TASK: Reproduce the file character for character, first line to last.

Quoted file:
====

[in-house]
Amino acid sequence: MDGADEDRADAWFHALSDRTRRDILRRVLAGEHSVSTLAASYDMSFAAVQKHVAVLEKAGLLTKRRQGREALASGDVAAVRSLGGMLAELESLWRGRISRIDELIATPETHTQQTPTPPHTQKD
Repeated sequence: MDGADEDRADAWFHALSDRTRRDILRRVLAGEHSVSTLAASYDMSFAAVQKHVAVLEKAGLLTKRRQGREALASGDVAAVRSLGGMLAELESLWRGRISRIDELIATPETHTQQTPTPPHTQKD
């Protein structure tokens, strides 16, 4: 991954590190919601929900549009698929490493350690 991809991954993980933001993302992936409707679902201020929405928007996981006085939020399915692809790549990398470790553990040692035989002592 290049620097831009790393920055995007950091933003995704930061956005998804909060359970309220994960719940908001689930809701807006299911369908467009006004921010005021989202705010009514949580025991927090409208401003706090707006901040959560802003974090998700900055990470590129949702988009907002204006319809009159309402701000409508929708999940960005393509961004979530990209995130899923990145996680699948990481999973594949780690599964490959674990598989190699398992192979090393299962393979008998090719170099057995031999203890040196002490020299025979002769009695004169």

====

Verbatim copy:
[in-house]
Amino acid sequence: MDGADEDRADAWFHALSDRTRRDILRRVLAGEHSVSTLAASYDMSFAAVQKHVAVLEKAGLLTKRRQGREALASGDVAAVRSLGGMLAELESLWRGRISRIDELIATPETHTQQTPTPPHTQKD
Repeated sequence: MDGADEDRADAWFHALSDRTRRDILRRVLAGEHSVSTLAASYDMSFAAVQKHVAVLEKAGLLTKRRQGREALASGDVAAVRSLGGMLAELESLWRGRISRIDELIATPETHTQQTPTPPHTQKD
């Protein structure tokens, strides 16, 4: 991954590190919601929900549009698929490493350690 991809991954993980933001993302992936409707679902201020929405928007996981006085939020399915692809790549990398470790553990040692035989002592 290049620097831009790393920055995007950091933003995704930061956005998804909060359970309220994960719940908001689930809701807006299911369908467009006004921010005021989202705010009514949580025991927090409208401003706090707006901040959560802003974090998700900055990470590129949702988009907002204006319809009159309402701000409508929708999940960005393509961004979530990209995130899923990145996680699948990481999973594949780690599964490959674990598989190699398992192979090393299962393979008998090719170099057995031999203890040196002490020299025979002769009695004169």